100 101 110 120 130 140 150 160 170 300 301 320 330 340 361 400 410 430 501 502 X01

Hospital Reference:

PCT Reference:


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START HERE

Q3

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Were you able to go to your first choice of hospital? PLEASE TICK ONE BOX.

YOUR REFERRAL TO HOSPITAL

F Yes F No F Don’t know/can’t remember

If you were referred to hospital from an Accident and Emergency Department, please move on to question 5. Otherwise, please answer question 1. Q1

At the time of your referral, did you talk about your choice of hospital for treatment with your GP (or another doctor assessing you)?

MAKING YOUR APPOINTMENT Now thinking about when the hospital appointment was made…

PLEASE TICK ONE BOX.

Yes Yes, but I wanted the GP to decide for me No, but I didn’t mind....................GO TO Q4 No, and I would have liked to have been more involved in the decision ......GO TO Q4 F Don’t know/can’t remember .......GO TO Q4

F F F F

Q4

PLEASE TICK ONE BOX.

F By telephone via the appointments line F F

If you did talk with your GP about your choice of hospital, please answer questions 2 and 3. Otherwise, please move on to question 4. Q2

F F F

What were your main reasons for your first choice of hospital (even if you were not able to go there)?

F F

PLEASE THINK ABOUT THE MOST IMPORTANT REASONS AND TICK ALL THAT APPLY.

F F F F F F F F F F F F F F F

Availability of car parking Lower cost of car parking Location/Local hospital Transport/Easy to get to Cleanliness/low levels of infection Friendliness of staff Quality of care Recommendation of family or friend GP/assessment centre doctor recommendation Reputation of hospital Reputation of consultant Good previous experience Convenience of appointment time Length of wait for appointment Other (If you ticked other, please write your reason in the box below)

How did you book your first hospital appointment?

0845 608 8888 On screen (done by GP/assessment centre doctor) On screen (done by GP practice staff/ assessment centre staff) On the internet via my Healthspace On the internet via NHS Choices The GP/assessment centre doctor wrote to the hospital asking them to contact me Via a local call centre Other (If you ticked other, please write in the box below)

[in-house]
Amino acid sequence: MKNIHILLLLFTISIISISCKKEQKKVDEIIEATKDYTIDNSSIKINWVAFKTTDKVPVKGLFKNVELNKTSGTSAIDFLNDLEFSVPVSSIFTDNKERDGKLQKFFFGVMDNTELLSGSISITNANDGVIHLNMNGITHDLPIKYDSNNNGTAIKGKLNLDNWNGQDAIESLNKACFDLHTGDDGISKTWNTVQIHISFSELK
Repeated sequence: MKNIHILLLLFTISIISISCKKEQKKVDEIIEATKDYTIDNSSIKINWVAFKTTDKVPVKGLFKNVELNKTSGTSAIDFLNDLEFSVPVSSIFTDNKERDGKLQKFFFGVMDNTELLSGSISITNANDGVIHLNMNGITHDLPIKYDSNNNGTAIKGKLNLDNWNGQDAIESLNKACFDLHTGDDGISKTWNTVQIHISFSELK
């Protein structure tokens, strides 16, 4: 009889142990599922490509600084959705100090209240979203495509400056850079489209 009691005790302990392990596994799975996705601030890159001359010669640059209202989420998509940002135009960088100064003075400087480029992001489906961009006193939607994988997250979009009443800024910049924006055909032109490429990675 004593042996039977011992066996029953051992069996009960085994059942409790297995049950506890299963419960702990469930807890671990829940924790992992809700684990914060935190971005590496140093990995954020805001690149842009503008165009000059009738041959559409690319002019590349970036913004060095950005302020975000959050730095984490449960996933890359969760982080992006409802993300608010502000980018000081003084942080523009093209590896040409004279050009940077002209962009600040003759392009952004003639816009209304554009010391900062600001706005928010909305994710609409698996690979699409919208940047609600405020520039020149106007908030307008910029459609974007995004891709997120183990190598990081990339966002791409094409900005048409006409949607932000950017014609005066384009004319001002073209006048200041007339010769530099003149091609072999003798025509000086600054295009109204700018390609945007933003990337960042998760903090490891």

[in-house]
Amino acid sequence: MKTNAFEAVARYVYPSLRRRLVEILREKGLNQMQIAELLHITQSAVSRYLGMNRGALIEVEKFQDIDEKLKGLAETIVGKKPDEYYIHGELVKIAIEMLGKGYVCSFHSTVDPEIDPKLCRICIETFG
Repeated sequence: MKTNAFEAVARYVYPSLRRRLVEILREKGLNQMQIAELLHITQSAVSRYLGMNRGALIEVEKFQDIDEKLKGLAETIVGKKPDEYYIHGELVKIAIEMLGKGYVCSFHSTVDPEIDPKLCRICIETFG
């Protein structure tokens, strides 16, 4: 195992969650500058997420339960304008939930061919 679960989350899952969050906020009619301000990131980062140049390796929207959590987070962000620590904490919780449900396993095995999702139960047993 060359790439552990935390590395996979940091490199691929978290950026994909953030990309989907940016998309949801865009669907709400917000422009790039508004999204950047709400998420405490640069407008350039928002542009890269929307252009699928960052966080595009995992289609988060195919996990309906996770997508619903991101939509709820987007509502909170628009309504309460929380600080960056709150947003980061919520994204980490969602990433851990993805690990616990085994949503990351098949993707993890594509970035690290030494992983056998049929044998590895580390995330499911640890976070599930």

F Don’t know/can’t remember Everyone should answer from question 5 onwards. Q5

When your first hospital appointment was made, were you offered a choice of different dates? PLEASE TICK ONE BOX.

F Yes F No F Don’t know/can’t remember Q6

Were the date(s) offered convenient? (sufficient to allow you to make childcare or work arrangements, for example) PLEASE TICK ONE BOX.

F Don’t know/can’t remember Page No.

2

F Yes F No F Don’t know/can’t remember

West Midlands – Patient Experience questionnaire


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Q7

28/10/2008

Why did you think the appointment date(s) you were offered were not convenient?

12:49

Q11

F Easy F Difficult F Don’t know/can’t remember

Too soon (in the next two weeks, for example) Not soon enough Not enough choice Does not apply, dates were convenient Other (If you ticked other, please write in the box below)

Was it easy or difficult to arrange your first hospital appointment? PLEASE TICK ONE BOX.

PLEASE TICK ALL THAT APPLY.

F F F F F

Page 3

Q12

Did any of the following apply to you while you were arranging your first hospital appointment? PLEASE TICK ALL THAT APPLY.

F I could not get through to the local call centre

F I could not get through to the national Choose and Book appointments line 0845 608 8888